When it comes to Fortune 500 companies and CEOs of multimillion dollar media empires, there are not many media moguls like Mirror Digital CEO Sheila Marmon. The Harvard and Princeton grad is everything many of those are not: personable, likeable, relatable — and someone you want to see succeed.
Her firm, Mirror Digital, was born out of the need to create real and absolute change in the media landscape with a multicultural media company that understands the BIPOC market, to focus on not only the underrepresented but also because it is the fastest growing U.S. consumer base.
With over 550 digital campaigns in this space for numerous clients that include AT&T, Disney, General Motors, Netflix, Macy’s, and other world leading brands and advertising agencies, Ms. Marmon is breaking ground with each media campaign she launches. For anyone who knows her, they will rave about the manner in which she inspires, leads, and pioneers so others can see how building and growing a media company is done.
Brought up in a single-parent family, Ms. Marmon learned early on to be strong, and she had an incredible role model in her mother to see first-hand what an uplifting and positive impact a strong black woman can have in the world.
“Her childhood and upbringing are driving forces in my career as an entrepreneur,” she says.
For some, college would be a daunting prospect but not for Ms. Marmon. She was totally unfazed by her experiences as she became the first to graduate in her family, just one of the boundaries she was going to break building her career.
“Life has always been for the taking — I made it so there was no obstacle in my way,” she says. “At first, I could not find a way around it, yet I forced my through it with my education, hard work, ingenuity and a smile.”
With a B.A from Princeton University, cum laude and an MBA from Harvard Graduate School of Business, there was no stopping her. Warner Media was her first foray into a leadership role, and it led to bigger roles in strategy, operations, new ventures, and finance that solidified her diverse experience and made her a standout in business. She continued to work in this capacity with Morgan Stanley, Mercer Management Consulting, and Essence Communications.
“I loved the work I was privileged to do. I learned so much from the incredible women I was surrounded by in Corporate America,” she says. “They pushed me to learn, to try new things, to take on difficult roles and helped shape me into who I am today. The experience also allowed me to figure out my way and helped me work out how I want to do things.
“This really helped me when I started to launch my own business. We see ourselves operating at the intersection of the advertising technology and multicultural marketing industries. In the ad tech industry, there are very few people who look like me, and I was surprised by the lack of support I received when I first started my business, especially given my professional experience and educational credentials.”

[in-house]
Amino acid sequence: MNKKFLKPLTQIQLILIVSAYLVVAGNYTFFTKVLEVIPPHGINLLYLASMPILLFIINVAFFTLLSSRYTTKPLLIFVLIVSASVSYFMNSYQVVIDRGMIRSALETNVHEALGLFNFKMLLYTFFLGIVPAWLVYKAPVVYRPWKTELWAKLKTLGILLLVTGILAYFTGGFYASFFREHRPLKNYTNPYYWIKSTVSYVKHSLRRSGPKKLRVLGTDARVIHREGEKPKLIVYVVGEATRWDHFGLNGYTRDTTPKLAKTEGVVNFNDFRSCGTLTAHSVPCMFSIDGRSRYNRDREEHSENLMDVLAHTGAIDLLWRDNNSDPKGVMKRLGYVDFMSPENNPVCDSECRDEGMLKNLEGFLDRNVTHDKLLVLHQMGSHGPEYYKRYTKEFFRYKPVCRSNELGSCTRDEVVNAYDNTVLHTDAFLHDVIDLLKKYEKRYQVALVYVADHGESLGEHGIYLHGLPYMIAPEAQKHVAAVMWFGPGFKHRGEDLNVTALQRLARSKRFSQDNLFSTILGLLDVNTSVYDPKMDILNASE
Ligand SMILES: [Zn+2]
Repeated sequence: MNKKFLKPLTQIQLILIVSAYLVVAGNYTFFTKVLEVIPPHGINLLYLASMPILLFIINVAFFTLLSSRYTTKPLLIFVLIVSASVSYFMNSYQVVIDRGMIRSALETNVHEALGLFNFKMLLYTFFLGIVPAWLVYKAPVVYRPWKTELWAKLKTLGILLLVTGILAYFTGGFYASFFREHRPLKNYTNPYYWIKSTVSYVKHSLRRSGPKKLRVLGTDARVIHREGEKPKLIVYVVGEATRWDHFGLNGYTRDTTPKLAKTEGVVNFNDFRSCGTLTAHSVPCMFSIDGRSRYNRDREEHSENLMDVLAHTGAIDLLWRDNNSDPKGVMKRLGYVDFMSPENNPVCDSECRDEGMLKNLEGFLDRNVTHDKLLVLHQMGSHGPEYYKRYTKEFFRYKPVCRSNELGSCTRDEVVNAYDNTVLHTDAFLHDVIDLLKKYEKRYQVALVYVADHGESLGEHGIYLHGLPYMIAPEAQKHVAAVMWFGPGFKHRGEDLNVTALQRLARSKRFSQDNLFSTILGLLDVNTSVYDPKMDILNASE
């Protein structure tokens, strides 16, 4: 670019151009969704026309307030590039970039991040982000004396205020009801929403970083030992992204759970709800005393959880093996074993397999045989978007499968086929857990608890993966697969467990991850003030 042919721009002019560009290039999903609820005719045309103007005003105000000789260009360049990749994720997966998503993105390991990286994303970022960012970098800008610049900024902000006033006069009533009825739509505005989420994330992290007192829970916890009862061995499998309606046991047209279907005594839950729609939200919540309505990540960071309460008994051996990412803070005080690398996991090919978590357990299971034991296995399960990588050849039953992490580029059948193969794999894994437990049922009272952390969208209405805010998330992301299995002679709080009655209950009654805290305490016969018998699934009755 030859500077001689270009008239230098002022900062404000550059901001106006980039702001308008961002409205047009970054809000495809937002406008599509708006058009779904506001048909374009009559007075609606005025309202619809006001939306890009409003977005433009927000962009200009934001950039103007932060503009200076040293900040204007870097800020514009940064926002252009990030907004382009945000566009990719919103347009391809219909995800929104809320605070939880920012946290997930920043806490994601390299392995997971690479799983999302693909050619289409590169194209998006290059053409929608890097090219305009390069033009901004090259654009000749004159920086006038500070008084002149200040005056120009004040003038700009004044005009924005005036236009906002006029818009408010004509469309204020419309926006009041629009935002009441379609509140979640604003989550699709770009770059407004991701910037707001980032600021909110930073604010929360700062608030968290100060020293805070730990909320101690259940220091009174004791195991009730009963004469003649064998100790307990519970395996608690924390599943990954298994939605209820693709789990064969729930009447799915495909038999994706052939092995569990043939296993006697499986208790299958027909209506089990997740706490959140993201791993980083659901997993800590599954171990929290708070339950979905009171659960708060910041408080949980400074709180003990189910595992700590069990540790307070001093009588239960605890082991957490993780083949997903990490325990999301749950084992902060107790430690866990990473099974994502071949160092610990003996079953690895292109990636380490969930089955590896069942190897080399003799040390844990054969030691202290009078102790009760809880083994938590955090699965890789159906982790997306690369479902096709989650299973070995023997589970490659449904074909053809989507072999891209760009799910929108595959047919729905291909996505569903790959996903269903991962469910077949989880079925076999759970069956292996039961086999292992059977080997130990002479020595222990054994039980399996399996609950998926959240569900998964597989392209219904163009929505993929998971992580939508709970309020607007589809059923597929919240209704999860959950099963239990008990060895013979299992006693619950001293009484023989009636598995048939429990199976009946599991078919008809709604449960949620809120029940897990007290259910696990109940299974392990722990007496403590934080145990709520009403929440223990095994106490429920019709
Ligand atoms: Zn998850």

Ms. Marmon has never let being the first to do something prevent her from rolling toward this powerful chapter of her intriguing life. If anything, forging her own path and paving the way for the next generation is what keeps her striving forward.
“I faced many challenges as a Black woman seeking to raise funds in 2012, something I was not prepared for,” she says. “My intention was to run the business as a venture-backed start-up. I was working on a variety of exciting product releases as a junior media executive at a large company. My thesis largely concentrated on digital technologies and multicultural markets. Mirror Digital evolved when I wanted to combine these two interests and concentrate on how media creativity could help leading brands reach people of color on digital media platforms.”
With a lack of support and representation, she only fought harder to break cultural barriers and glass ceilings. She knew her efforts would be a legacy and something to pass down to future generations to show what is possible.
When COVID-19 hit, “we saw an immediate pullback from some of our clients in the most severely impacted categories, such as theatrical films and retail,” she says. “My team banded together to help us survive 2020’s most difficult moments, and we emerged stronger than ever.”
Today, Mirror Digital operates as a digital publisher network, a social influencer network, and a programmatic marketplace, reaching over 30 million Asian, Black, and Latinx consumers each month.
Ms. Marmon has created a legacy for herself, one which future women from all backgrounds can look up to and admire. No matter what their culture is, they can see a pathway for them to succeed. If they still can’t quite see it, Ms. Marmon’s story shows all that if there is no path then create one.
“As a business, we have always had to be twice as innovative, due to always being under resourced,” she says. “There have been difficult times and many questions over my ability to lead through them. But this doubt only spurs me on. A positive attitude, being grateful for my health, family, and friends has always been the way I get through tough situations.” she says. “My team laughs because when people become overly stressed at work, I tell them, stop, and take a breath — everything will be fine.”
For people wanting to get into her field, Ms. Marmon encourages them to stay educated and bold. “Fortunately,” she concludes, “the market seems to be much more welcoming to diverse entrepreneurs, including women, people of color, and women of color. My advice: Never give up.”
Nickie Robinson received her B.A. in Economics from New York University and her Juris Doctorate from the University of Denver where her concentration was corporate, securities, and tax law. She worked in finance for four years before embarking on a 13-year career in public relations, establishing herself as a highly sought-after business and marketing consultant through her company, GoodGirlPR.